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In the run-up to the first nationally televised meeting between President Donald Trump and rival Joe Biden, the co-chair of the Presidential Debate Commission has reaffirmed that it’s not the job of the moderator to engage in real-time fact-checking about what the candidates present to the American people. Hopefully, Chris Wallace is listening
In an interview on the Fox News show America’s Newsroom about Tuesday night’s first presidential debate to be moderated by FNC anchor Wallace at Case Western University in Cleveland, Ohio, Frank Fahrenkopf underscored that moderators and interviewers have different functions, and the media fact-check feeding frenzy properly occurs after the 90-minute forum concludes.
“There’s a great difference being moderator in a debate and being an interviewer. For example, If I was running for office, and you were interviewing me, and I stated something that was totally wrong compared to what I said a week ago, okay, I just change my position, you as a reporter doing an interview would follow up, and ‘say wait a minute Frank, you said something totally different a week ago.’ But that’s not the role of the moderator in the debate. We want to debate between the two principles. They’re the ones we want to go back and forth at each other, and the moderator should be a facilitator,” Fahrenkopf told anchor Sandra Smith.
“There’s no doubt that the minute this debate is over, as has been the case in the 30 that we’ve already done, there are fact-checkers in every newspaper, every network, there are talking heads, who’ll say someone said something wrong, et cetera. It’s not our job to be fact-checkers. We are to present the candidates, they make their arguments, the facilitators, the moderator, and we go from there.”
(Source: Fox News)
You might recall that CNN’s Candy Crowley sabotaged Mitt Romney to help Barack Obama in 2012 by inserting herself into a debate with a fact-check about the Benghazi terrorist attack.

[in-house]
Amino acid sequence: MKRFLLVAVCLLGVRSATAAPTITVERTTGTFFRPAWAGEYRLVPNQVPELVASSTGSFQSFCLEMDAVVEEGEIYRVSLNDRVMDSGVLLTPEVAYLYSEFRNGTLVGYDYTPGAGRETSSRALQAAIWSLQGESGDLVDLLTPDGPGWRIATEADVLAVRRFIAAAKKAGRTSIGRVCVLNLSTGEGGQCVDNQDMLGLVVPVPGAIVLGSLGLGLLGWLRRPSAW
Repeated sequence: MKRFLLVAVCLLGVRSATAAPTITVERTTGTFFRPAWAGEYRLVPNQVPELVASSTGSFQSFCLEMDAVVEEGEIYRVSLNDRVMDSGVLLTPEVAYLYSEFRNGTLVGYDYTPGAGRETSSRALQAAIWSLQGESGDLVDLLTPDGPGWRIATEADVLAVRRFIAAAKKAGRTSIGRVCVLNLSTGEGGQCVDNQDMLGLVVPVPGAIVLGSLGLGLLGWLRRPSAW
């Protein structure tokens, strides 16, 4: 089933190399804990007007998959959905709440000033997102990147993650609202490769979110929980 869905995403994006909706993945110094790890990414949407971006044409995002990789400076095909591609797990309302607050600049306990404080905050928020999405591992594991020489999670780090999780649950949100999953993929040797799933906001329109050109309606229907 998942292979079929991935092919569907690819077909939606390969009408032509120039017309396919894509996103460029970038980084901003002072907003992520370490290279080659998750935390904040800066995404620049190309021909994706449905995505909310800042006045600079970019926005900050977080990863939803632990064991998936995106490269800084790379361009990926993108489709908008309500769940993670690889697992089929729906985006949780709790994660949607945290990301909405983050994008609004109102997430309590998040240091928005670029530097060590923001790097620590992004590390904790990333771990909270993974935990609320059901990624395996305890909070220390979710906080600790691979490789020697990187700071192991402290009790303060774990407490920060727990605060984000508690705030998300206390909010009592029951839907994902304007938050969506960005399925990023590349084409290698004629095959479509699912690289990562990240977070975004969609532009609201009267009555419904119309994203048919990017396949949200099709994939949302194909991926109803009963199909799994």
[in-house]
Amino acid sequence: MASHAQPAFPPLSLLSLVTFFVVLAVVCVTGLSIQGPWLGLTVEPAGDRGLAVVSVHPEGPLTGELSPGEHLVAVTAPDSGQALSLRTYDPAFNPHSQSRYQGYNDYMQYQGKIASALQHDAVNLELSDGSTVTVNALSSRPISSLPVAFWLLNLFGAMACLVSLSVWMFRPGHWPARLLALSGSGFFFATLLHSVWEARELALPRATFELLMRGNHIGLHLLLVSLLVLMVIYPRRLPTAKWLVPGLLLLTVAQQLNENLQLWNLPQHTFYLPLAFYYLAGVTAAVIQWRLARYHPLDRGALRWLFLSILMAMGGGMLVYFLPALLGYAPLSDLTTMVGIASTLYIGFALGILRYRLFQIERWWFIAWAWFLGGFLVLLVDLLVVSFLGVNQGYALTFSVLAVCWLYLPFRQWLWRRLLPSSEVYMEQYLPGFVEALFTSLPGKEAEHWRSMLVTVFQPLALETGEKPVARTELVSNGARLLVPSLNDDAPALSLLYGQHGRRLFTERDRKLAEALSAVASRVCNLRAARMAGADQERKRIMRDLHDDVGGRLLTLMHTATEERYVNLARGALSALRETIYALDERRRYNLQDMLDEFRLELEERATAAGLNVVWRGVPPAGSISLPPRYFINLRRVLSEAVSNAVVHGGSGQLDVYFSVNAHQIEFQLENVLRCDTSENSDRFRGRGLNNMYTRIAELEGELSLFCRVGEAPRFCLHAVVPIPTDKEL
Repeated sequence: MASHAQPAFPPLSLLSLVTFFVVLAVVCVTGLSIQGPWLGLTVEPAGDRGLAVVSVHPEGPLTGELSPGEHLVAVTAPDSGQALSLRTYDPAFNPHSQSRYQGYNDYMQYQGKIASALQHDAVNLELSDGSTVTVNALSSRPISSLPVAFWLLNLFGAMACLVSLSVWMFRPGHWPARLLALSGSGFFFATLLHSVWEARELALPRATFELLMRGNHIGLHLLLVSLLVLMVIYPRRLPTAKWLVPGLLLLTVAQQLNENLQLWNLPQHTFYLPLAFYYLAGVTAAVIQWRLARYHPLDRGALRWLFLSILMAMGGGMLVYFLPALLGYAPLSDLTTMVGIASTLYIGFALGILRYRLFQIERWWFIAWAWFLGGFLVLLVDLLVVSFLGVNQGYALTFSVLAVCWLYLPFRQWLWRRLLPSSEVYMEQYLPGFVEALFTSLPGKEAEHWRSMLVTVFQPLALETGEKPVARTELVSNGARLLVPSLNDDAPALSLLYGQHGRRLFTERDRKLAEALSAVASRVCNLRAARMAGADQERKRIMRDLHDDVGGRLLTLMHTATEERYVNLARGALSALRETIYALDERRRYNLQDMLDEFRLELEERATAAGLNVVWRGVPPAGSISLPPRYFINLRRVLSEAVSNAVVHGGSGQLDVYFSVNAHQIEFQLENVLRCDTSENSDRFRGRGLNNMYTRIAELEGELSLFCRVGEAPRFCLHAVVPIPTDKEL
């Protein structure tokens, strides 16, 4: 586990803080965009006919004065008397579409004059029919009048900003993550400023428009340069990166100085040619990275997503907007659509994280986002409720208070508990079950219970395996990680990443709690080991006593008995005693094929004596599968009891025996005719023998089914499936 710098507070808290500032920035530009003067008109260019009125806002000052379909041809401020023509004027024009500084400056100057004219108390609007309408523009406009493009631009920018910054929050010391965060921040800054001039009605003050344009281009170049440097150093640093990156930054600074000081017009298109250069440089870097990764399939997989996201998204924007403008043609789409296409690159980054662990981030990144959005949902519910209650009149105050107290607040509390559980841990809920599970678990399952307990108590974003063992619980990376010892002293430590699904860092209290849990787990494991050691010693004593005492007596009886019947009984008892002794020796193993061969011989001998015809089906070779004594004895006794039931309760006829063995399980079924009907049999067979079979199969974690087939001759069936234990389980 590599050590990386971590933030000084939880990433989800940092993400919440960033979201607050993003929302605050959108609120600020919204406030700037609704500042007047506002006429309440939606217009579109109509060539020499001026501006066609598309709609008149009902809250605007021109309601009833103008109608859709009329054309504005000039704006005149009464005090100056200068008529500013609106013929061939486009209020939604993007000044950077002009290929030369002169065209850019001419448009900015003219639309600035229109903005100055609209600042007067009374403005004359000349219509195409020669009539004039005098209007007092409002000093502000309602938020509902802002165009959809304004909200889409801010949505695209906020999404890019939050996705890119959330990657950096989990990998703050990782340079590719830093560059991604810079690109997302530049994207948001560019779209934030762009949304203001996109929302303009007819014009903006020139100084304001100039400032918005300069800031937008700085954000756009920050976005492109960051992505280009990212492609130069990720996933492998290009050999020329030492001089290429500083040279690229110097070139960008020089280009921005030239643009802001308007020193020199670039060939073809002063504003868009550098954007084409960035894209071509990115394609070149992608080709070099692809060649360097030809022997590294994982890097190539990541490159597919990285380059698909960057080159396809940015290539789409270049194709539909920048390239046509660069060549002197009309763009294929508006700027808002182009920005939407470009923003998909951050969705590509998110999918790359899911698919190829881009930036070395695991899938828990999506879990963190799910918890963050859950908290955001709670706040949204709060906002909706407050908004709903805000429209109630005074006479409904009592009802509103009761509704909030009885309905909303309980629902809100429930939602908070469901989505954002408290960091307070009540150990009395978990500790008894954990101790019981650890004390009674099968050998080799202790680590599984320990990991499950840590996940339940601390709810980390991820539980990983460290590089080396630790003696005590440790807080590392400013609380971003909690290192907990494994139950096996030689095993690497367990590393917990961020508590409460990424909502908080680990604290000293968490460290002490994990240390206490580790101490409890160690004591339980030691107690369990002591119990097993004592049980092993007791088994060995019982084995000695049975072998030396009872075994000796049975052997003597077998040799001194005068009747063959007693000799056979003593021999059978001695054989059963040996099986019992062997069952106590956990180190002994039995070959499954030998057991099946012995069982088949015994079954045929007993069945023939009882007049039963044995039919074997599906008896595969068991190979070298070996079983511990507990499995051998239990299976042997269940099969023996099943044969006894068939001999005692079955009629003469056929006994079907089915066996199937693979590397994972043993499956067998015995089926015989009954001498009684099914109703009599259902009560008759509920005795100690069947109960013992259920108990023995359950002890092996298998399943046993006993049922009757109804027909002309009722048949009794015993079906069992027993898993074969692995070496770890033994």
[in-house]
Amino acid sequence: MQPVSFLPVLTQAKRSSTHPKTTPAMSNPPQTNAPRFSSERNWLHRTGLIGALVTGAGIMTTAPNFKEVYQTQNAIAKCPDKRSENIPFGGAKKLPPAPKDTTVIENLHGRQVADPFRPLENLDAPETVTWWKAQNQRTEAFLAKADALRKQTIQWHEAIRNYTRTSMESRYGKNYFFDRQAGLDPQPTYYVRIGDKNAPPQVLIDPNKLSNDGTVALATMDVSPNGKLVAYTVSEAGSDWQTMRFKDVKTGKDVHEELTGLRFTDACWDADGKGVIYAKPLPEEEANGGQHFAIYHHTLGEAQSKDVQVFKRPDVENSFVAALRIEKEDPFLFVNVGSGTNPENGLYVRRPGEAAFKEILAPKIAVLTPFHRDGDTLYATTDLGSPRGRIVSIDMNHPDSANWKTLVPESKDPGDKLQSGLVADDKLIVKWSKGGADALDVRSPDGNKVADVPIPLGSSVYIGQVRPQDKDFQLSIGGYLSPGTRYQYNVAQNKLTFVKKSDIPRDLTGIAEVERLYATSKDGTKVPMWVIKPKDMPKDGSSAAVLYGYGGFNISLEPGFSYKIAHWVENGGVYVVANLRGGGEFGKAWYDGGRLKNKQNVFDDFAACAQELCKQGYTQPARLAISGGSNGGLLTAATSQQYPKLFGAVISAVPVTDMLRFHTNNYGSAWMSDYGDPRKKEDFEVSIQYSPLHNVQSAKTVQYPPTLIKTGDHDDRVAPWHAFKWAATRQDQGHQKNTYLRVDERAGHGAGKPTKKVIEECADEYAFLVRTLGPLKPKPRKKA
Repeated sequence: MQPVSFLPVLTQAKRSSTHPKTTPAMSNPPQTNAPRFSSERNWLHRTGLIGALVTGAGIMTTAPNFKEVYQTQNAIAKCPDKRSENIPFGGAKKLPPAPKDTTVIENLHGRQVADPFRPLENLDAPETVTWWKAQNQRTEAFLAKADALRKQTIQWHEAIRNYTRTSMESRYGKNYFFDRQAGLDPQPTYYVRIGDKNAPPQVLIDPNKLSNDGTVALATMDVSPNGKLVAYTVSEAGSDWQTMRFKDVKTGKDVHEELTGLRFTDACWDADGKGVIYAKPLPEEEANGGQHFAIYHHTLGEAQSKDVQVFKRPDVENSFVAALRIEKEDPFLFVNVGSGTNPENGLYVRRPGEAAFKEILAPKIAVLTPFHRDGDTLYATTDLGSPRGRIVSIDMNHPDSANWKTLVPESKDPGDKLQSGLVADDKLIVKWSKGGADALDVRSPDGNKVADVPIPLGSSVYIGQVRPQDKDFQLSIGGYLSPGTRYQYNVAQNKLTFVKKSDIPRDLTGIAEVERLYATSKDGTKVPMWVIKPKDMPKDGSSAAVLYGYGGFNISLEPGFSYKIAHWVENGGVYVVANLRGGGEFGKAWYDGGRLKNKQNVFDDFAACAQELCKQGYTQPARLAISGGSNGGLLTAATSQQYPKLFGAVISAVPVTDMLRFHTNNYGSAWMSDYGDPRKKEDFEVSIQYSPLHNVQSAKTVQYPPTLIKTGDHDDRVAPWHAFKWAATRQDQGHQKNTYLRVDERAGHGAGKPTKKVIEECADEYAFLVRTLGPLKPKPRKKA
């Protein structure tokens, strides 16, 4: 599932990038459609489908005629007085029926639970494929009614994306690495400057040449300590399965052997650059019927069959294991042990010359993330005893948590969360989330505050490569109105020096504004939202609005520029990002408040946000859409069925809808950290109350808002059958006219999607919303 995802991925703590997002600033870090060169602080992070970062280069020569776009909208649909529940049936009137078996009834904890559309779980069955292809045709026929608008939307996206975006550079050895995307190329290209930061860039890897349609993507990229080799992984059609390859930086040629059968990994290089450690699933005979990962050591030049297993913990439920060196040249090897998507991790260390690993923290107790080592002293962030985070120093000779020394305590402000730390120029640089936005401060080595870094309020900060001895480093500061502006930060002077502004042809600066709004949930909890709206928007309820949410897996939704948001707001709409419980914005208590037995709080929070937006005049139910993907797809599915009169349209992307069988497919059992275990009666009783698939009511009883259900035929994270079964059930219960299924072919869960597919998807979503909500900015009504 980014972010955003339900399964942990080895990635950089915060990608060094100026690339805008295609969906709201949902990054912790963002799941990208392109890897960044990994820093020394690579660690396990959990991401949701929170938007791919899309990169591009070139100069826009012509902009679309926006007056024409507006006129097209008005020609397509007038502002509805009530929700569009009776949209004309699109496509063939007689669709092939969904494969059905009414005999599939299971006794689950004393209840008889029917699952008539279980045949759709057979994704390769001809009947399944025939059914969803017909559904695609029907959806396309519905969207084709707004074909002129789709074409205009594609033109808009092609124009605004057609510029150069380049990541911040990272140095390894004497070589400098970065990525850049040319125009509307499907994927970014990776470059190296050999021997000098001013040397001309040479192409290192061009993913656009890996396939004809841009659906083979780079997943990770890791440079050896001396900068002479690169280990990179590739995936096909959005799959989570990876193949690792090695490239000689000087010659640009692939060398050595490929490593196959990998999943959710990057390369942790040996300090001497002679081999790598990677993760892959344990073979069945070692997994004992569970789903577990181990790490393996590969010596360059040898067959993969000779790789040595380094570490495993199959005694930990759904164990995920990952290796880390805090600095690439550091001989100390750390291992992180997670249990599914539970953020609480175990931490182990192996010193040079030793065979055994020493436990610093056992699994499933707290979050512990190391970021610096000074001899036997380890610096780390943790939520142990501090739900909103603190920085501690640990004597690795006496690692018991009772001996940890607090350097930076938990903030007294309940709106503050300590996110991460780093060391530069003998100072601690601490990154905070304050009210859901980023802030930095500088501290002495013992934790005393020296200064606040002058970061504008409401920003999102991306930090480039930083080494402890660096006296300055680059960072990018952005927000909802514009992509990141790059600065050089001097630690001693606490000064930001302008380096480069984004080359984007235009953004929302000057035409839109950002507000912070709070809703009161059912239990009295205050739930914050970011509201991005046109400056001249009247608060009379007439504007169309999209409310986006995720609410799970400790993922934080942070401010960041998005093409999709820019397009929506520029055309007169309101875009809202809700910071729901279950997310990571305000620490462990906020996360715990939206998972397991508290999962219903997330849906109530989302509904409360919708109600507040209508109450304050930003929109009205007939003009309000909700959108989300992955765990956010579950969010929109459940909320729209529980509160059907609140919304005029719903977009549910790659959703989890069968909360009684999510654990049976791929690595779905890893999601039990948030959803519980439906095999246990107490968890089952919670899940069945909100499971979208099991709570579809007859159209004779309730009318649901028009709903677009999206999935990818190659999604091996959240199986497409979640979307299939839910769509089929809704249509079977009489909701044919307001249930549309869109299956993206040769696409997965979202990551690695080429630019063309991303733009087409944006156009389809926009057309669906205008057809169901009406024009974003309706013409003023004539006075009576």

It is inexplicable that every four years, moreover, that the GOP succumbs to allowing liberals to moderate all the debates.
Beltway insider Chris Wallace has generally shown hostility to Republicans, especially President Trump, so it remains to be seen whether he will abide by Fahrenkopf’s rule and restrain himself from helping Biden while interrupting Trump.
Assuming the debate goes forward, the commission co-chair also mentioned to Smith that because of the COVID-19 pandemic, the candidates will be socially distancing and without the traditional pre-debate handshake. Only 75-80 people will be allowed in the room, all of whom will be separated, tested, and wearing masks. No breaks will be allowed, unless a medical emergency occurs.
Fahrenkopf threw cold water on President Trump’s call for drug testing the candidates.
“We are not in the business of doing drug testing, and there’s no way that we can do that unless — and let’s face facts, no one can take anyone’s drug test unless they agree to it and it’s my understanding that the former vice president has said he’s not going to agree. So I don’t know where this issue is going to go but clearly it’s not going to be a requirement put forth by the debate commission that one or both be drug-tested.”
In the last week or so, Biden has been hunkering down in his Delaware basement even more than usual (if that’s even possible) likely being fed debate talking points by his far-left handlers. As many have already surmised, President Trump confirmed at a press conference on Sunday that he’s not a debate-prep kind of guy and considers the last four years in office as constituting his debate prep.
With low expectations surrounding the ex-Obama VP, the corporate media is already poised to anoint Biden as the winner of the first debate. Given this state of play, it’s even more important for Trump to be concise and specific (especially for the benefit of the non-news-junkies who will be watching), and avoid rambling discourses.